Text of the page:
Generalities

Report
Separated Flows
Wakes and Cavities
Generalities
1.1 What is separation ?
A streamline leaves the body and turns into the interior of the fluid
2D separation
3D separation
1.1 What is separation ?
Separation is intimitaley related to the no-slip condition
for instance: stagnation point flow
y=0
1.2 The mechanism of smooth 2D separation
Vorticity is an intrinsic local ingredient of the flow dynamics.
Vorticity at the wall :
Separation = reversed vorticity flow region
1.2 The mechanism of smooth 2D separation
The key to understanding when separation may occur is :
How is reversed vorticity introduced in the flow ?
Before separation
After separation
1.2 The mechanism of smooth 2D separation
Steady 2D flow - x-momentum equation
At the wall (exact)
The pressure gradient at the wall creates a vorticity gradient at
the wall responsible for vorticity transport (diffusion) in the flow.
and this is the mechanism for the reversed vorticity introduction
1.2 The mechanism of smooth 2D separation
U
vorticity transport by viscous
diffusion
+
vorticity gradient
Only negative vorticity at the wall
Need to introduce positive vorticity by
viscous diffusion
1.2 The mechanism of smooth 2D separation
since
can be realized if :
>0
U
need to have a positive or
adverse pressure gradient at the
wall
1.2 The mechanism of smooth 2D separation
>0
If
If
>0
is strong enough :
is not strong enough the vorticity magnitude is
reduced but the vorticity not reversed = no separation
1.2 The mechanism of smooth 2D separation
At the wall: relationship between slope of vorticity, curvature of velocity and pressure gradient
=
negative
zero (Blasius)
positive

1.2 The mechanism of smooth 2D separation
Separation may occur as long as the flow develops a strong
adverse pressure gradient (introducing reversed vorticity by
viscous diffusion in the flow)
Adverse pressure gradient at the wall is a necessary condition for
separation, but not sufficient.
Nothing has been said so far about the flow Reynolds number !
Actually, the mechanism for separation applies whatever the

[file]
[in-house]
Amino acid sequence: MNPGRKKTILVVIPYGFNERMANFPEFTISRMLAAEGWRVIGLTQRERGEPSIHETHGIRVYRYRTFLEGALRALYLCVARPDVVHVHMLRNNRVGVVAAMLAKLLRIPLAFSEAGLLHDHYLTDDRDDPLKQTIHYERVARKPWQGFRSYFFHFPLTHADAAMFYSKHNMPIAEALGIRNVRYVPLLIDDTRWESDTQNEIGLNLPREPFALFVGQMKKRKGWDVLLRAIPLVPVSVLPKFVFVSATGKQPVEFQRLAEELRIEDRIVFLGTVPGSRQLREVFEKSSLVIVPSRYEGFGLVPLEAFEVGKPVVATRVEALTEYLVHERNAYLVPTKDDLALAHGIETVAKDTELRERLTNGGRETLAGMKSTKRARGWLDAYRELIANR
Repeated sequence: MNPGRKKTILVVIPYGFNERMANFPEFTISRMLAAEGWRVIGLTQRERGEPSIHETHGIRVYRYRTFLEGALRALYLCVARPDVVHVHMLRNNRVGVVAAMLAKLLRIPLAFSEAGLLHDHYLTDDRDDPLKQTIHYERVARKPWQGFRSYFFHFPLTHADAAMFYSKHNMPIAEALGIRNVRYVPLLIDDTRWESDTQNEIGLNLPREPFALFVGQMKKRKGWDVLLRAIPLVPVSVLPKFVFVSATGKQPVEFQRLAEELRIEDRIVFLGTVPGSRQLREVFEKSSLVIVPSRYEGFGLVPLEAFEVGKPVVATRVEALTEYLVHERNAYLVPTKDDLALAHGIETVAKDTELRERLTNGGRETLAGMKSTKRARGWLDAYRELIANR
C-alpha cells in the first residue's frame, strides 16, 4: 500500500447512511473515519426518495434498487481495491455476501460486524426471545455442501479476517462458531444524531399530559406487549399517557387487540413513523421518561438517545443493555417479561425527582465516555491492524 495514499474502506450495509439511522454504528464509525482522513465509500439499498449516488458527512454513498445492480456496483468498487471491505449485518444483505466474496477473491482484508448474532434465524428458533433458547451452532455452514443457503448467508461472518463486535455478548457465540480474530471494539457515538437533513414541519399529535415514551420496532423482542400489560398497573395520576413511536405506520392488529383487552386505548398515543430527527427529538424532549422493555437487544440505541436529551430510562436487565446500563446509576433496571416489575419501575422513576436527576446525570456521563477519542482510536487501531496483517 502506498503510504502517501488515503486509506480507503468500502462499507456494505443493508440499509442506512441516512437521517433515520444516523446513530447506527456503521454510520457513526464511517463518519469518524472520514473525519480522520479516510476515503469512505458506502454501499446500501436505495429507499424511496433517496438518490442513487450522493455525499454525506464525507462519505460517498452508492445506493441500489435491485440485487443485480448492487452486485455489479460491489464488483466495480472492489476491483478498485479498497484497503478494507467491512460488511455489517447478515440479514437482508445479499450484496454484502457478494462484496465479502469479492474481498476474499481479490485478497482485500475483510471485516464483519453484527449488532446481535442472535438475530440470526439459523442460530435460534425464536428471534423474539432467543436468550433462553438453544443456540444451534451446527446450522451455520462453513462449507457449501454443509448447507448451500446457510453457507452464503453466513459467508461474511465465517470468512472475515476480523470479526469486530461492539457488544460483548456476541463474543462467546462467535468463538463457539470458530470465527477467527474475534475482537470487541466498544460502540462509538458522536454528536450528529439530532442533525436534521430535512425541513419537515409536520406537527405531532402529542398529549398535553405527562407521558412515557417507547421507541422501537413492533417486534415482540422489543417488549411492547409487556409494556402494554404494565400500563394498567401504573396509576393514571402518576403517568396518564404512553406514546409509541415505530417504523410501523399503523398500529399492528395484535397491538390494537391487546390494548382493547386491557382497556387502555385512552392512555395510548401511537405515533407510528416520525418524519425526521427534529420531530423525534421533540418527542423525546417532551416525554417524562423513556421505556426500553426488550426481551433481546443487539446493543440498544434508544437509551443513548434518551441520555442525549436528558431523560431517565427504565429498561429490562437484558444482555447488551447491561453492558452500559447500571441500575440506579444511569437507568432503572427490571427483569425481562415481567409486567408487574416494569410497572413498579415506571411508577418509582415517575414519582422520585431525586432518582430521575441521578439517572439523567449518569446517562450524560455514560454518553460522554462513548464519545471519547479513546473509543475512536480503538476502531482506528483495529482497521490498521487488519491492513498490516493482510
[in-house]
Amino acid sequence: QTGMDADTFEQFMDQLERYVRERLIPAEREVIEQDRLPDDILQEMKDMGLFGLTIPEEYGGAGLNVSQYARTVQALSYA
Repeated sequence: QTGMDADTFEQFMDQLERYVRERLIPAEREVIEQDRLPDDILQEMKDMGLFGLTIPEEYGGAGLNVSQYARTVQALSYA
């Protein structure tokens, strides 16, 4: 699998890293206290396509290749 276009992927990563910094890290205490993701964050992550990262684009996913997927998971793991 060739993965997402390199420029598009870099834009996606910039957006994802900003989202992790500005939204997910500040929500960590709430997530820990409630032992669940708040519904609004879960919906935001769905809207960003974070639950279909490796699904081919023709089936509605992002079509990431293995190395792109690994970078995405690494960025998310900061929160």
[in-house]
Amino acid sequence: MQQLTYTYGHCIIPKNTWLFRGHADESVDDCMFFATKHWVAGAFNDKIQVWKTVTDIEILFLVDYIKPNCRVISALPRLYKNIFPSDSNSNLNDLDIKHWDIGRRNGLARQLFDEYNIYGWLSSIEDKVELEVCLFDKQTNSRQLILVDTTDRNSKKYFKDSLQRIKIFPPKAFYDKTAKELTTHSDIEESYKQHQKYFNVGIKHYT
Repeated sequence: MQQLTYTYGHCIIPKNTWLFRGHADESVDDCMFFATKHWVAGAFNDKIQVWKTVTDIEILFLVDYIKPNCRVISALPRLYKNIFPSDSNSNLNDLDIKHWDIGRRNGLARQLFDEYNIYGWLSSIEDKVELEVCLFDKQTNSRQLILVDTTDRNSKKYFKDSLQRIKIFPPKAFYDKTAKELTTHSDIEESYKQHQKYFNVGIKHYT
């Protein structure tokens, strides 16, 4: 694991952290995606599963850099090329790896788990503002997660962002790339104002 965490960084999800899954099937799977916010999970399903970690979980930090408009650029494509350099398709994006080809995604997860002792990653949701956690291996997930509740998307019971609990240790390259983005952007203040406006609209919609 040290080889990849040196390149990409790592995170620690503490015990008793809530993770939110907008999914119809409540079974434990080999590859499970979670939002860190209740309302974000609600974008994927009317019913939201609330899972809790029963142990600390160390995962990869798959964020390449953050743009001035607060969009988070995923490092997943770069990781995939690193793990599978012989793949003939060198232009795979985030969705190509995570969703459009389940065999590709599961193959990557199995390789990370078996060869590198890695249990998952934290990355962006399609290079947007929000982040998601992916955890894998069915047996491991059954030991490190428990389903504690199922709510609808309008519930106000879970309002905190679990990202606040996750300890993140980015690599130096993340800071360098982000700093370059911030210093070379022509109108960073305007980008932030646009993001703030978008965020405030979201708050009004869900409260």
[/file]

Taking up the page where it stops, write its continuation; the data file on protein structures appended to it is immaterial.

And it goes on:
Reynolds number is.
1.3 local criteria : on-wall signature
shear at the wall (or skin friction)
1.3 local criteria : on-wall signature
For 2D flows, the shear is a scalar and :
(with boundary convention)
At S, the wall shear stress
It is zero at S.
(or wall vorticity) changes sign,
Prandtl criteria
1.3 local criteria : on-wall signature
For 3D flows, it is more complicated ...
skin friction lines
roll-up into an
eddy
h
streamlines surface
• Skin friction lines
convergence
• Zero skin friction
On the separation line S, the skin
friction is generally different from zero
(shear along the line) Prandtl criteria
not applicable
Lighthill criteria
1.4 Low Re separation
an example at (Re=0.01)...
Very low Re: no convection : upstream-downstream symmetry
Where does the adverse pressure gradient come from ?
1.5 Intermediate Re separation - cylinder
A bit of convection : upstream-downstream symmetry is broken
1.5 Intermediate Re separation - cylinder
if Re= Ud/ > 4
eddies
recirculation region L
reattachment
separation angle S
1.5 Intermediate Re separation - cylinder
L ~ d Re where Re= Ud/
Re = 10
S
Streamlines
Vorticity
Re = 40
S
Viscous diffusion + advection : S ~ Cte +Re -1/2
1.5 Intermediate Re separation - step flow
L
L ~ d Re
are the result of :
• horizontal advection by U
• vertical diffusion by viscosity
1.5 Intermediate Re separation - step flow
Re = 100
Steady
Re = 230
Rc = 350
threshold
Re = 400
Unsteady
Re = 500
6h
1.5 Intermediate Re separation - step flow
Re = 630
Re = 850
Unsteady
Re = 1050
Re = 1200
6h
1.5 Intermediate Re separation - step flow
Fixed separation points (separation at edge)
L varies as :
L/h
L  h Re
steady
14
12
10
8
6
4
2
0
0
500
1000
1500
2000
2500
3000
3500
Re
1.5 Large Re separation
Boundary layer separation and reattachment
THEORETICAL FRAME
Vorticity is only confined to the
solid boundary in a layer <<d.

 ~dRe-1/2
d
• Inviscid motion outside the layer
• Boundary layer equation inside the
layer (Boundary Layer Theory, BLT)
• Matched asymptotic theory
y/h
1.6 Large Re separation
The separated boundary layer
Re = 60; 100; 160; 210; 270; 2600
Re = 200
5
Laminar
Turbulent
Mixing layer profile
4,5
4
3,5
3
2,5
2
1,5
1
0,5
0
0
0,2
0,4
0,6
0,8
1
x/xR
1,2
1,4
1,6
1,8
Re = 1000
2
1.6 Large Re separation
Sketch of a separated boundary layer
Laminar
Turbulent
1.6 Large Re separation
Stability of the laminar separated boundary layer
increases downstream  inertial instability
x>xt Kelvin-Helmholtz instability
xt -xS: transition point moves upstream as Re
increases
xt
S
xt-xS ~d Re -1/2
xt
1.6 Large Re separation
Stability of the separated boundary layer
Re=100
Re=10000
1.6 Large Re separation
Stability of the separated boundary layer
Re=10000
1.7 Conclusion
An adverse pressure gradient at the wall is a necessary condition for
separation, but not sufficient.
The adverse pressure gradient can be either created by friction (creeping
flows) or of inertia (Euler flows)
The separated boundary layer is similar to a mixing layer which entrains the
flow from low speed region toward the ML.
How strong the adverse pressure gradient should be ?
We are going to study the case of large
Reynolds number flows.

similar documents